For both Chiriqui hikes, we were able to cart our weary butts home on buses (two buses today, but the last was air conditioned and had some interesting interior decorating!). One of the great advantages of living so close to the Boquete highway is that it’s extremely easy to get to our house via bus or taxi.

Last Sunday, we ended up in the little burg of Palmira Abajo after a hot and dusty slog that also included one of the prettiest little riverside trails we’ve ever seen, in a beautiful hidden valley. Sadly, that lovely place might be just a memory if the new road to Palmira takes the course that we think it will.

Yesterday we started at the same point – from our house down into the canyon –  but veered left at the other side and ended up in Potrerillos. This segment of the new road is a lot more advanced, and we got to see the fevered construction progress as they try to finish the thing, together with THREE new river bridges, before rainy season sets in.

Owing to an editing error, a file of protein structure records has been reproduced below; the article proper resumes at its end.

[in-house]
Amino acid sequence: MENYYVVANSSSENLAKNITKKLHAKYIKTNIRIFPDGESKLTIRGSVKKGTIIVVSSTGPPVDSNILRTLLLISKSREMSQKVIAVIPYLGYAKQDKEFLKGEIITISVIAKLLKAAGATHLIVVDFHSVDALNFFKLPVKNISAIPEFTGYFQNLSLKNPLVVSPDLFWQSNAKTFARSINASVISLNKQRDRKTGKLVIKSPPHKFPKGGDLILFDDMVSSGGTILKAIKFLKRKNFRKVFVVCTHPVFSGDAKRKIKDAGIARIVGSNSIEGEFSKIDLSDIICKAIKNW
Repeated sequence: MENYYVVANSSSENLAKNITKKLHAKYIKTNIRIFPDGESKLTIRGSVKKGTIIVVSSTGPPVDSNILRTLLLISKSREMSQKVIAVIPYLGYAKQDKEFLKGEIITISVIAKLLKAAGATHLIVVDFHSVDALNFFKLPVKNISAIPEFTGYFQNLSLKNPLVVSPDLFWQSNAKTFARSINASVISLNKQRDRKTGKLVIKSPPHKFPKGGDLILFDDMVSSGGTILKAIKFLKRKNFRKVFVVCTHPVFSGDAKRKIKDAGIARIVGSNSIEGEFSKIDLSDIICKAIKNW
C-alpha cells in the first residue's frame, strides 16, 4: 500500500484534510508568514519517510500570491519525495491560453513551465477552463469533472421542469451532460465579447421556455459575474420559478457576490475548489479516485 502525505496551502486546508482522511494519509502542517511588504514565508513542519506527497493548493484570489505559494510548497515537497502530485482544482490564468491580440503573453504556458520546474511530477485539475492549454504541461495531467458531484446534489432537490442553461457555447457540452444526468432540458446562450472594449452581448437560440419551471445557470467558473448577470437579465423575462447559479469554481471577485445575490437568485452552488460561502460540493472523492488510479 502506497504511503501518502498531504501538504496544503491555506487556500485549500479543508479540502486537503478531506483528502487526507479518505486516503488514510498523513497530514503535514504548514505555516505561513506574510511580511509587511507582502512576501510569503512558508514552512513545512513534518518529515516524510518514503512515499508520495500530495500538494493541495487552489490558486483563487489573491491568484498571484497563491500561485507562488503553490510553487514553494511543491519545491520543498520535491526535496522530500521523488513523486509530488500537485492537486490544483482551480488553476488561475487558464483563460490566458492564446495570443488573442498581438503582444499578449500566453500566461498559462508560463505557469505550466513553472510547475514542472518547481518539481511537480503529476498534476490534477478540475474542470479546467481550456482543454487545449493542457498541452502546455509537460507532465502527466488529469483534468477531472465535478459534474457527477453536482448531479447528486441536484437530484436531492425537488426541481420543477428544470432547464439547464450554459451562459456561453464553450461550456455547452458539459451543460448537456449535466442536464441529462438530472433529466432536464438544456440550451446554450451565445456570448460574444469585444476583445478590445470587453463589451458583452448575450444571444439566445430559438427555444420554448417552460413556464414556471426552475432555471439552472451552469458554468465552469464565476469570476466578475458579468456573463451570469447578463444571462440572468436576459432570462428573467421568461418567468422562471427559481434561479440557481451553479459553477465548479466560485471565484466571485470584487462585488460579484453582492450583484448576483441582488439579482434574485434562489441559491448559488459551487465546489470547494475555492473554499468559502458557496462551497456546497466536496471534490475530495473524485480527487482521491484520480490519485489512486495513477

So is the new road a bad thing? It’s heartbreaking to see how much lush cloud-forest landscape they’ve destroyed, and they’ve made an absolute mess of those river crossings across three very beautiful and pristine rivers. But somewhere in the back of my mind I can hear someone saying “You can’t stop progress.” Since there’s absolutely nothing I can do to stop this particular example of progress, I’m trying to look on the bright side. The new road really will take a lot of time off the trip from Boquete to the town of Volcán, on the other side of Barú. It might open up that area of Chiriqui to big improvements in infrastructure with better water and more reliable power for the residents, many of whom are very poor farm workers. And maybe, just maybe, some little Ngäbe kids will have a fighting chance to lift themselves out of poverty, if the new road makes it easier for them to get to school. The cockeyed optimist has spoken!